The concreteness of life presupposes not only death but equally the process of dying. Reflecting these Phenomena – dying and death – is necessary to make the phenomenon of life more comprehensible. Both the individual and the social life need to be confronted with the factualness of cessation. In this respect, every social form, which does not escape itself, cannot one-dimensionally celebrate life without reflecting on death. A self-conscious life-entity muss (1) be able to differentiate between living and dying and recognize its own death; (2) make itself known the deviations mechanisms of this process; (3) give thought to suicide and sense its limits; (4) revealed the obstructions that daily-life represents in order to reflect on this process. The reflection of dying and death may not represent something new, it is however an ever vital moment of human life.
In this article we offer a discussion around our academic-practitioner involvements with one another and with a targeted community, in relation to a particular project. In the title of the article, we have hyphenated the term academic-practitioner to render fuzzy the distinction between “academic” roles (associated with institutions of higher learning and with professional research) and the roles of “practitioners” operating and learning in the field in engagement with communities. In the article we detail our collaborations with one another and with a farming community in all undertaking (co)inquiries around options for social and ecological development. We explain how this fits the epistemological views as offered by Indigenous authors propounding an Indigenous research paradigm (with transformative intent) to generate visions of realities in-the-making, towards enhanced wellbeing in communities and towards a sustainable future. We provide a detailed example in the course of our deliberations.
Alexandru Macedonski, like most symbolist poets, has a „special relationship” with death. Anchored in the spirit of Western literature, he knew, without a doubt, the great poems dedicated to death, by Byron, Baudelaire, Verlaine, Rimbaud, etc. Not coincidentally, given the relationships, more or less blunt with the Junimea members, marked by polemics, exchange of epigrams, Caragiale called him, Macabronski. The theme of death, with minor exceptions, is, however, in Macedonski a philosophical obsession transfigured into a vision of the Whole, with its full and emptiness.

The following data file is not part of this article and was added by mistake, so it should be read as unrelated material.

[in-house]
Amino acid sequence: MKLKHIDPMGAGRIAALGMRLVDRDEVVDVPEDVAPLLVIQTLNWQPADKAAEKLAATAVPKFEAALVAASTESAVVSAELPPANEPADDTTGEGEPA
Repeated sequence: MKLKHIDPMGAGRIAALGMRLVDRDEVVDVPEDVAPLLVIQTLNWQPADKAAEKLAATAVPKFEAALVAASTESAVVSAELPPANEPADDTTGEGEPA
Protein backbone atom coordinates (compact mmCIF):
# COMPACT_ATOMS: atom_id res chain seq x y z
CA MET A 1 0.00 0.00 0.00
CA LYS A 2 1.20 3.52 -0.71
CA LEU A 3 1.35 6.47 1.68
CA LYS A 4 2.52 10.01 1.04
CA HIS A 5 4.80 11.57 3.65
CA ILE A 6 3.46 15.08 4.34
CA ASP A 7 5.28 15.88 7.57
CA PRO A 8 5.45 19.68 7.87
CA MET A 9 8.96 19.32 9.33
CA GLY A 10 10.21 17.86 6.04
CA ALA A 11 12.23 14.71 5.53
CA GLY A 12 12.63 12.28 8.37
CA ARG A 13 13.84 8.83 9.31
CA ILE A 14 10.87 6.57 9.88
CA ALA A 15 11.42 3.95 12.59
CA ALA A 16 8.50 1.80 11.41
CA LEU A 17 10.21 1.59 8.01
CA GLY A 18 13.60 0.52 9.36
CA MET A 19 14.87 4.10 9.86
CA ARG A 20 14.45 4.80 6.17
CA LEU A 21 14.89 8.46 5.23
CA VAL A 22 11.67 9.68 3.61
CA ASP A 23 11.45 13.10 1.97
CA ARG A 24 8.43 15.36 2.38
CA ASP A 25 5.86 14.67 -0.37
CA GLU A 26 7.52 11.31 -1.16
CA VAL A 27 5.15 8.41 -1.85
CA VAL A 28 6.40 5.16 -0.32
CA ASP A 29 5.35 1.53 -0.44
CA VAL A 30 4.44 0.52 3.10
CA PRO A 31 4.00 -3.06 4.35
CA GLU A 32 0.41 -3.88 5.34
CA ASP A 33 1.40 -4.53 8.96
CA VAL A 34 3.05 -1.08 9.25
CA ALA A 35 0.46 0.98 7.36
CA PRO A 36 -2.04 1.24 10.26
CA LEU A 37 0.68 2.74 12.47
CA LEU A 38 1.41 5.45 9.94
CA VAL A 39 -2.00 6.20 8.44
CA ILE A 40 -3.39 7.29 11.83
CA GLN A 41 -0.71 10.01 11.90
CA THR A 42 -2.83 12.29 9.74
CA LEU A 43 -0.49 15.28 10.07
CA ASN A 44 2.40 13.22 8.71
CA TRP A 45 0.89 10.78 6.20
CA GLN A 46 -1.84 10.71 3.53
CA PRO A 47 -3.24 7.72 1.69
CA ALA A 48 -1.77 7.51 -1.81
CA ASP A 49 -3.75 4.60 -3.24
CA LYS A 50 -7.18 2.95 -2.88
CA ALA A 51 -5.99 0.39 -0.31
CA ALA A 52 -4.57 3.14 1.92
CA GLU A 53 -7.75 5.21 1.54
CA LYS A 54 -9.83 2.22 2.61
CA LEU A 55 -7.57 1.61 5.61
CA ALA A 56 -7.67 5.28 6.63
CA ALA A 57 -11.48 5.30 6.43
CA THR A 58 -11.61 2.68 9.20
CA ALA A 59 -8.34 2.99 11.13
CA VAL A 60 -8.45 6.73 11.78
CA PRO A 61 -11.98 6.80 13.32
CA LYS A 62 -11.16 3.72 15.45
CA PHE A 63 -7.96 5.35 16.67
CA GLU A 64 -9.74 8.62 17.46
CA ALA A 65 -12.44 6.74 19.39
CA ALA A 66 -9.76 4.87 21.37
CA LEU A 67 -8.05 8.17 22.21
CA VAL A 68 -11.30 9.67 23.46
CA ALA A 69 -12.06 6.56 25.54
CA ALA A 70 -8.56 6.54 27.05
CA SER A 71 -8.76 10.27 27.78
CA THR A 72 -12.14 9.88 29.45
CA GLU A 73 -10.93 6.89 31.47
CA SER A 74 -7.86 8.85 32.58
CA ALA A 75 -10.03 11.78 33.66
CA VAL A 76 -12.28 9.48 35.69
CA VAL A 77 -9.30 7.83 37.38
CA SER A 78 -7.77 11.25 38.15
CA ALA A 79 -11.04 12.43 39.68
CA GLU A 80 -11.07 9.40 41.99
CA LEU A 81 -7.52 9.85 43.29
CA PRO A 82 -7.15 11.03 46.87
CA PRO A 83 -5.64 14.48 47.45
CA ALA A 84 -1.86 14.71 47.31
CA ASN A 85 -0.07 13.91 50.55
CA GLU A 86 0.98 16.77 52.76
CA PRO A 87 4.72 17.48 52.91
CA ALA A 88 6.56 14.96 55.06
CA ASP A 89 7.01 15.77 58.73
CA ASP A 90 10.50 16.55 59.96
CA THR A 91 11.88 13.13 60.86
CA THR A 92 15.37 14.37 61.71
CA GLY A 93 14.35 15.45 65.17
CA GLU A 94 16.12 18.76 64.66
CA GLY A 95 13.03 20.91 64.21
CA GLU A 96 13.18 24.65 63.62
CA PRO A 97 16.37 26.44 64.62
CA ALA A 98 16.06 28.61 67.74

Hanif Kureishi, an acclaimed contemporary British writer of Pakistani origin, is known to the Romanian reading public primarily through the translations (under the aegis of the Humanitas publishing house) of his novels Intimacy, The Buddha of Suburbia, The Nothing, Gabriel’s Gift and Something to Tell You. One of the foremost representatives of British postcolonial literature, Kureishi masterfully, and at times shockingly, explores the postmodern urban world of human desolation, loneliness and alienation, with the surgical precision and mercilessness of a “terrorist”, as he himself describes the writer and his artistic mission in an interview. Intimacy, in a classic Proustian or Joycean manner, offers a glimpse into twenty-four hours in the life of a middle-aged Londoner, Jay, who fed up with the monotony and routine of his marriage, decides to leave his wife and children in order to pursue a passionate sexual relationship with a younger lover. The novel thematizes such concerns as the clash between traditional values and (post)modern society, between individualism / narcissism and moral duty, morality versus amorality / immorality, and the inevitable alienation of the individual who experiences these conflicts. The present paper aims at offering a reading of Kureishi’s text starting from the writer’s claim that “I’ve never had any desire to be good. (…) I don’t like goodness particularly. I like passion.” From the vantage point of this confession we shall proceed to analyze Intimacy not as a moral handbook, but as the eternal plight of the human soul, caught between the painfulness of duty and the irresistible call of passion.
The first direct contact with rugby was made by young men from Serbia during the First World War, after retreating through Albania, watching matches of French and English soldiers. During 1916, some 3,500 Serbian boys were sent to France and the United Kingdom to study. During their education at lyceums, colleges and universities, they were given the opportunity to play various sports, including rugby union. In keeping with their interest and quality, the Serbian boys quickly became involved in the school teams. Most Serbian boys actively participated in playing rugby in three Scottish cities - Edinburgh, Glasgow and Dundee. Their interest in the sport was so much that in Edinburgh and Glasgow they formed special teams made up only of Serbs who played matches with other school teams. The highlight of dealing with Serb rugby in Scotland was the performance by the boys of the George Heriot School at the Rugby 7 tournament on March 9, 1918 in Edinburgh and a victory over the British Colonies selection. This performance can be considered the first appearance of a sports team under the name of Serbia on the international stage.
After the end of World War I and the return to the homeland, some of the young men who became acquainted with rugby in France and the United Kingdom actively participated in academic and sports life in their homeland and the result was the establishment of two rugby clubs, in Sabac and Belgrade.